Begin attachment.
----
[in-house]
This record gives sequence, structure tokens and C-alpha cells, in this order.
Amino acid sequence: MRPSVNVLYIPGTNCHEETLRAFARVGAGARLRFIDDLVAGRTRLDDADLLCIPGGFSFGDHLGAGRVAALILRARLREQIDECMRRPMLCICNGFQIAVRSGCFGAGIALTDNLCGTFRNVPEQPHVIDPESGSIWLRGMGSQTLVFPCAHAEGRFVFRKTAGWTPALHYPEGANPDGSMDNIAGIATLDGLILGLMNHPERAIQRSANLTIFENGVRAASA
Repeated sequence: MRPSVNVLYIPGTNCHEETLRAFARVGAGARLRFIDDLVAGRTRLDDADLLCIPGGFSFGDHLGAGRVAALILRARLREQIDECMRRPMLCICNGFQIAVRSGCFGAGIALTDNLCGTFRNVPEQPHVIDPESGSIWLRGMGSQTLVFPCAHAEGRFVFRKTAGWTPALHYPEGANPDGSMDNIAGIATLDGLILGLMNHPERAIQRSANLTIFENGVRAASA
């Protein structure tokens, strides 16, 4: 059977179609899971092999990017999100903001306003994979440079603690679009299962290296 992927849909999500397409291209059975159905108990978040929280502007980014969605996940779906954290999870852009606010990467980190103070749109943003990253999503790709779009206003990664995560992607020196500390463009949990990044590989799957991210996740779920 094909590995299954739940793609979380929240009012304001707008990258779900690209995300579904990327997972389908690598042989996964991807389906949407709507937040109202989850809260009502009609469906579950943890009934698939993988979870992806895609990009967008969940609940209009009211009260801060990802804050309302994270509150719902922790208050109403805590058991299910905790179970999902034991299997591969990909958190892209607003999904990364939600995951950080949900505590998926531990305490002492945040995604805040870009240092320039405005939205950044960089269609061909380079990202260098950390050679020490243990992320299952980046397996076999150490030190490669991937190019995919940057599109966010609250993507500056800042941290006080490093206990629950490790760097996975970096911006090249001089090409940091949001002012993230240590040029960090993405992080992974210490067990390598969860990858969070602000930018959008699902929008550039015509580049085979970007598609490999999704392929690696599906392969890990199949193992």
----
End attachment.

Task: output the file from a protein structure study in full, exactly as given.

[in-house]
This record gives sequence, structure tokens and C-alpha cells, in this order.
Amino acid sequence: MRPSVNVLYIPGTNCHEETLRAFARVGAGARLRFIDDLVAGRTRLDDADLLCIPGGFSFGDHLGAGRVAALILRARLREQIDECMRRPMLCICNGFQIAVRSGCFGAGIALTDNLCGTFRNVPEQPHVIDPESGSIWLRGMGSQTLVFPCAHAEGRFVFRKTAGWTPALHYPEGANPDGSMDNIAGIATLDGLILGLMNHPERAIQRSANLTIFENGVRAASA
Repeated sequence: MRPSVNVLYIPGTNCHEETLRAFARVGAGARLRFIDDLVAGRTRLDDADLLCIPGGFSFGDHLGAGRVAALILRARLREQIDECMRRPMLCICNGFQIAVRSGCFGAGIALTDNLCGTFRNVPEQPHVIDPESGSIWLRGMGSQTLVFPCAHAEGRFVFRKTAGWTPALHYPEGANPDGSMDNIAGIATLDGLILGLMNHPERAIQRSANLTIFENGVRAASA
């Protein structure tokens, strides 16, 4: 059977179609899971092999990017999100903001306003994979440079603690679009299962290296 992927849909999500397409291209059975159905108990978040929280502007980014969605996940779906954290999870852009606010990467980190103070749109943003990253999503790709779009206003990664995560992607020196500390463009949990990044590989799957991210996740779920 094909590995299954739940793609979380929240009012304001707008990258779900690209995300579904990327997972389908690598042989996964991807389906949407709507937040109202989850809260009502009609469906579950943890009934698939993988979870992806895609990009967008969940609940209009009211009260801060990802804050309302994270509150719902922790208050109403805590058991299910905790179970999902034991299997591969990909958190892209607003999904990364939600995951950080949900505590998926531990305490002492945040995604805040870009240092320039405005939205950044960089269609061909380079990202260098950390050679020490243990992320299952980046397996076999150490030190490669991937190019995919940057599109966010609250993507500056800042941290006080490093206990629950490790760097996975970096911006090249001089090409940091949001002012993230240590040029960090993405992080992974210490067990390598969860990858969070602000930018959008699902929008550039015509580049085979970007598609490999999704392929690696599906392969890990199949193992």